A surfeit of guidelines?

I am writing a syllabus for doctors training in Rehabilitation Medicine. The syllabus will cover, among other things, the knowledge people need. The working party developing the syllabus suggested that, for each competency or topic, we should recommend a guideline the trainee should be familiar with. Sounds sensible?

It must be sensible. The General Medical Council, in its guidance for doctors entitled Good Medical Practice (here), in Domain one (Knowledge, Skills and Performance), in paragraph 11 it says to the doctor: “You must be familiar with guidelines and developments that affect your work.” Let us investigate.

Cerebral palsy guidelines

A systematic review of clinical guidelines on cerebral palsy, just published (here), identified 13 guidelines. Of these, two were then excluded after applying the AGREE quality standard criteria, two were excluded because conflicts of interest were not disclosed, and one was a previous version of a selected guideline. The World Health Organisation, who were sponsoring the review, then removed two on a topic covered by a third guideline more recently, and one that did not link evidence to recommendations.

This selection process, removing low quality or redundant guideline, left five guidelines of presumed high quality. Three of the five were from NICE (National Institute for Health and Care Excellence) in the UK.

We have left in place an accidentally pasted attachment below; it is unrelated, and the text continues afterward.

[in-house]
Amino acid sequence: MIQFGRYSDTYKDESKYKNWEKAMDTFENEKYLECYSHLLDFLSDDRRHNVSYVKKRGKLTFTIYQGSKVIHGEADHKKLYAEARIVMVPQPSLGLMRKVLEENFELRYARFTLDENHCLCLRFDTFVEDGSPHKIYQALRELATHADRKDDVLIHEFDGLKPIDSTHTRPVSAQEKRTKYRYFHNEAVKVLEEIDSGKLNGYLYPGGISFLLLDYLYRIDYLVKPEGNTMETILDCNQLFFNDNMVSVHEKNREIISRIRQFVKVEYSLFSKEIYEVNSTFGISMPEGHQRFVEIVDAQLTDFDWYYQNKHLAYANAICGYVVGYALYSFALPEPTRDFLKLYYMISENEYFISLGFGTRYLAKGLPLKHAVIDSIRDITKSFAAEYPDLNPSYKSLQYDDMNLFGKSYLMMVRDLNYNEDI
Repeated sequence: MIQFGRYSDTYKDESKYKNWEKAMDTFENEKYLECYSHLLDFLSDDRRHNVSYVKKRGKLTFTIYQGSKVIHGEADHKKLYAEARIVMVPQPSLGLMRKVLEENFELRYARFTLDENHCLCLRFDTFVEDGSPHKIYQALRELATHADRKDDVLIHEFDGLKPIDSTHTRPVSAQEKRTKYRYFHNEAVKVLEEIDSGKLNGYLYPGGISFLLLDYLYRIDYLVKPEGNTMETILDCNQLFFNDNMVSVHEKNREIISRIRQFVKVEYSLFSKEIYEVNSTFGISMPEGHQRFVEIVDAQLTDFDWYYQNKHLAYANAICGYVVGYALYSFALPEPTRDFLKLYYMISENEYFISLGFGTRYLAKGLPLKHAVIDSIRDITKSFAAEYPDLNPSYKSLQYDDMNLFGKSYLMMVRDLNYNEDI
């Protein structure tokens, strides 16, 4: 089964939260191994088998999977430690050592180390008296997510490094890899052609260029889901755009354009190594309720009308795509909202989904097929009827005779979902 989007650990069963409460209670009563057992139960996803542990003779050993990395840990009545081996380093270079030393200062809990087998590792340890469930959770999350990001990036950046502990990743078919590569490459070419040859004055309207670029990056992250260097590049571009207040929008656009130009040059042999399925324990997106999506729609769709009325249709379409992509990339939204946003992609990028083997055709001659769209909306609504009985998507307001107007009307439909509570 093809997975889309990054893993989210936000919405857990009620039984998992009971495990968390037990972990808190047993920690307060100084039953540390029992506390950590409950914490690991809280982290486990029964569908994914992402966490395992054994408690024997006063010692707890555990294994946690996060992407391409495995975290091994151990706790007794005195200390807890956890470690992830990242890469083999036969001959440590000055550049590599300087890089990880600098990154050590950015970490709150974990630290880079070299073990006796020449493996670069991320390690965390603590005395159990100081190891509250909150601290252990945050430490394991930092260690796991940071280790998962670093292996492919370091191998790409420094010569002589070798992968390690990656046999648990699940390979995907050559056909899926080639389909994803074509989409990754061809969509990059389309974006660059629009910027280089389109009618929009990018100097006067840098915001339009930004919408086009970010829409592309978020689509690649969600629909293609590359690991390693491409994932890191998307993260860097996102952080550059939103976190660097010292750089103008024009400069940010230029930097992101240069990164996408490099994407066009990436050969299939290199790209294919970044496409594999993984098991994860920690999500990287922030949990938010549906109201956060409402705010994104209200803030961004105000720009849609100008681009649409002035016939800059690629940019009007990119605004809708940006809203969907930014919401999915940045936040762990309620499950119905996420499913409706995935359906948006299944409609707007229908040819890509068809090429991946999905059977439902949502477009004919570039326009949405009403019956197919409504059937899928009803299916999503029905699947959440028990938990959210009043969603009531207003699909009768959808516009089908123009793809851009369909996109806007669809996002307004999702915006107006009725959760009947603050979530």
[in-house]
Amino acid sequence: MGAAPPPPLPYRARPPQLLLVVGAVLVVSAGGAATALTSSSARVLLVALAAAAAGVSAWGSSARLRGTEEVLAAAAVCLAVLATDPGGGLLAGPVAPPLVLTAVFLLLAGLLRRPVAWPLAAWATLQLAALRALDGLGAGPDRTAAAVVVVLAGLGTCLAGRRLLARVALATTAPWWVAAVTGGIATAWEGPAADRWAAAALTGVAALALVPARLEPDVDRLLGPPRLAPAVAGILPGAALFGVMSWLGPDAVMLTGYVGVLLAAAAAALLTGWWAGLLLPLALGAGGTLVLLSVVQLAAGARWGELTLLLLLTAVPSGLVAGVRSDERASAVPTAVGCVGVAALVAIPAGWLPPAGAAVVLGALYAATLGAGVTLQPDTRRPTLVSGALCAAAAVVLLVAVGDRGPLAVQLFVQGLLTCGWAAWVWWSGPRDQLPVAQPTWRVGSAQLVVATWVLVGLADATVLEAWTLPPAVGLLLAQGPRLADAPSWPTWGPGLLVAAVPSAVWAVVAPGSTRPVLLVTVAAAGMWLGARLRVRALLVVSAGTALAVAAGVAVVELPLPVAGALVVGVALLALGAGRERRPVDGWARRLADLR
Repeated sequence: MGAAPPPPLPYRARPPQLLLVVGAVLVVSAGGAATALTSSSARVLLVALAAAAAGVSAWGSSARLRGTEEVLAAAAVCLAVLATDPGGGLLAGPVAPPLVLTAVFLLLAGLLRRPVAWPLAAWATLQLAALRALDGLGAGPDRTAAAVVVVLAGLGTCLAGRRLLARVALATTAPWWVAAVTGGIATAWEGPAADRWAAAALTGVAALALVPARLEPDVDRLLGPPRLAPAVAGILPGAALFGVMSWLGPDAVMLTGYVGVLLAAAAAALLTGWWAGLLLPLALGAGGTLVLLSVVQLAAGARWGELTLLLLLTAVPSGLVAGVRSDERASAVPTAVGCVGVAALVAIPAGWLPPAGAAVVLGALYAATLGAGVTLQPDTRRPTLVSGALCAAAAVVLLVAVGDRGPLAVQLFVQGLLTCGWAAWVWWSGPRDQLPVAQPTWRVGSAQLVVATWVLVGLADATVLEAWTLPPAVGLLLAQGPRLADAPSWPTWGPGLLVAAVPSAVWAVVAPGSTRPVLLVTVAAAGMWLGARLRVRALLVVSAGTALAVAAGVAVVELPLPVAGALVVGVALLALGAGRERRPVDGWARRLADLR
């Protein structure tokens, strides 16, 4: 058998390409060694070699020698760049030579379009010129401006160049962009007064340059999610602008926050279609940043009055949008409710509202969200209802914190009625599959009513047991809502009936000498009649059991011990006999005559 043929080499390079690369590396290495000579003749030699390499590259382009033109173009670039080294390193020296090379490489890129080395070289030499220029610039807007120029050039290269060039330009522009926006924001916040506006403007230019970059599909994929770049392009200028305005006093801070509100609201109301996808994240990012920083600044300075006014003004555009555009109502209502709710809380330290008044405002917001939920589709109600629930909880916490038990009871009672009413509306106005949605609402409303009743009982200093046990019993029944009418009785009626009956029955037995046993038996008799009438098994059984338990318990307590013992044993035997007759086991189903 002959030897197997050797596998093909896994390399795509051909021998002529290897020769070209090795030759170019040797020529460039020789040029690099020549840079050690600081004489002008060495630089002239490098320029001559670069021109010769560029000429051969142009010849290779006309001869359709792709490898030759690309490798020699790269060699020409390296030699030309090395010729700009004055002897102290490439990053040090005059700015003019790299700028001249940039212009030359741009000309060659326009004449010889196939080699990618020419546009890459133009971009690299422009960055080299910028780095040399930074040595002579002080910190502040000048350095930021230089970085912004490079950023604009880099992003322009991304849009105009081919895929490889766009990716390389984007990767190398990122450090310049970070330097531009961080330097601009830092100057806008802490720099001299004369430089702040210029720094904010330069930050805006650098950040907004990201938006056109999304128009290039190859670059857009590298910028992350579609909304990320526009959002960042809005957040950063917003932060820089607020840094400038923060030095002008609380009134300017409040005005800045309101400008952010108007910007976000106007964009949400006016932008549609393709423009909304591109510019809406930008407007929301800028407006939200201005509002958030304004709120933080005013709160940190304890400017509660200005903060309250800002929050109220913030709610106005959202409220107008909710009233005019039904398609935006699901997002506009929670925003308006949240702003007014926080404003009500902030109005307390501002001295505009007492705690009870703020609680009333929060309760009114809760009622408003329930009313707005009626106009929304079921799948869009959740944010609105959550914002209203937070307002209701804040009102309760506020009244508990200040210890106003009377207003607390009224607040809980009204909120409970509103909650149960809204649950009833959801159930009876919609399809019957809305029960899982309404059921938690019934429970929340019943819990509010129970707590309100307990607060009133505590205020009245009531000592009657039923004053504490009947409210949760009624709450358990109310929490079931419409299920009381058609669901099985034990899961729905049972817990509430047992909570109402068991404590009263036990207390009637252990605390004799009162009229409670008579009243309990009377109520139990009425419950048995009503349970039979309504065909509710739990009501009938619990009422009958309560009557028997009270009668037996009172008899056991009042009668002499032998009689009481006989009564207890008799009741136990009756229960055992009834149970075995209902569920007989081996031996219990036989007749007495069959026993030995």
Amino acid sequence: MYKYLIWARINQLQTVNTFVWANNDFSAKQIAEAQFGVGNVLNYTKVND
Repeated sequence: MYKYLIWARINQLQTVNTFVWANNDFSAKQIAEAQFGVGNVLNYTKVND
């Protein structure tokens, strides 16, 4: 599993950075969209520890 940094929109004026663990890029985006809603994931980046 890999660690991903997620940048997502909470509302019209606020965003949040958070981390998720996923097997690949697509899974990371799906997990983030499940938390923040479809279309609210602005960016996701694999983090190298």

These five guidelines made 493 separate recommendations! Some of these concerned service provision, others were a single recommendation atomised into small pieces, yet others were very similar one to another. Therefore the 493 recommendations were reduced to 339 unique recommendations; among these, 184 were treatment recommendations.

But, before you conclude that there must be large amounts of evidence and many effective treatments, you should read on. Most recommendations focused on mobility, and most recommendations concerned action to alter impairment.

There were few recommendations concerning the child’s activities or social participation. Few recommendations related to what rehabilitation teams or therapists should do.

One explanation is that the NICE guidelines accounted for the majority of the recommendations. NICE uses procedures to select evidence that disadvantage any rehabilitation research. This, in turn, it probably because biomedical interventions are the primary concern of NICE.

Osteoarthritis guidelines

A systematic review of ‘physical treatments’ for patients with osteoarthritis, published in 2014, identified 17 high quality guidelines (here). The abstract recorded: “There were variations in the interventions, levels of evidence, and strength of recommendations across the guidelines. Forty different interventions were identified. Recommendations were graded from “strongly recommended” to “unsupported.””

Backpain guidelines

For low back pain, 12 guidelines were identified in a 2021 systematic review of guidelines (here). There were many recommendations (it is difficult to count, but over 30). While there some consistent themes, the authors noted: “Recommendations were inconsistent or inconclusive with respect to medication (NSAIDs, opioids; topical); epidural steroid and other injections; acupuncture and manual, postural and thermotherapies.”